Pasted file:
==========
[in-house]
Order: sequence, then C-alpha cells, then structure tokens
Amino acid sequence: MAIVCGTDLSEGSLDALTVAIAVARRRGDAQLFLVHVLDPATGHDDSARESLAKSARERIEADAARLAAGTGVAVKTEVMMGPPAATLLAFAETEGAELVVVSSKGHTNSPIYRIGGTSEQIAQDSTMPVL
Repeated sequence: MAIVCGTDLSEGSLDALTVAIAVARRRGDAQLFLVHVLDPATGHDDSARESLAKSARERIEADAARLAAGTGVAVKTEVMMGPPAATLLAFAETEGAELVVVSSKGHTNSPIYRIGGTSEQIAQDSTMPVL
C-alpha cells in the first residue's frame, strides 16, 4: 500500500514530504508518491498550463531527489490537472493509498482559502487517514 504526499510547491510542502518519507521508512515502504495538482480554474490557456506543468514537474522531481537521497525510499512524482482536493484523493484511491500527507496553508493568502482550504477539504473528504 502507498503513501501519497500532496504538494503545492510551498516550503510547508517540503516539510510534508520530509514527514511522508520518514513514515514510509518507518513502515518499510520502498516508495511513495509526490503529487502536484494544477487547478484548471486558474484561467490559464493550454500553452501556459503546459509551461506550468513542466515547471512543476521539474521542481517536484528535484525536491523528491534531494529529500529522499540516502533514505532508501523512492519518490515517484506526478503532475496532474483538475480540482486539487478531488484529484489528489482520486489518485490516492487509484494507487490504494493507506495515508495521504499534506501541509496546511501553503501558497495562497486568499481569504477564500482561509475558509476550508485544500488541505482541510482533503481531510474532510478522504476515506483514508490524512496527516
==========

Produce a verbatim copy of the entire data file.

[in-house]
Order: sequence, then C-alpha cells, then structure tokens
Amino acid sequence: MAIVCGTDLSEGSLDALTVAIAVARRRGDAQLFLVHVLDPATGHDDSARESLAKSARERIEADAARLAAGTGVAVKTEVMMGPPAATLLAFAETEGAELVVVSSKGHTNSPIYRIGGTSEQIAQDSTMPVL
Repeated sequence: MAIVCGTDLSEGSLDALTVAIAVARRRGDAQLFLVHVLDPATGHDDSARESLAKSARERIEADAARLAAGTGVAVKTEVMMGPPAATLLAFAETEGAELVVVSSKGHTNSPIYRIGGTSEQIAQDSTMPVL
C-alpha cells in the first residue's frame, strides 16, 4: 500500500514530504508518491498550463531527489490537472493509498482559502487517514 504526499510547491510542502518519507521508512515502504495538482480554474490557456506543468514537474522531481537521497525510499512524482482536493484523493484511491500527507496553508493568502482550504477539504473528504 502507498503513501501519497500532496504538494503545492510551498516550503510547508517540503516539510510534508520530509514527514511522508520518514513514515514510509518507518513502515518499510520502498516508495511513495509526490503529487502536484494544477487547478484548471486558474484561467490559464493550454500553452501556459503546459509551461506550468513542466515547471512543476521539474521542481517536484528535484525536491523528491534531494529529500529522499540516502533514505532508501523512492519518490515517484506526478503532475496532474483538475480540482486539487478531488484529484489528489482520486489518485490516492487509484494507487490504494493507506495515508495521504499534506501541509496546511501553503501558497495562497486568499481569504477564500482561509475558509476550508485544500488541505482541510482533503481531510474532510478522504476515506483514508490524512496527516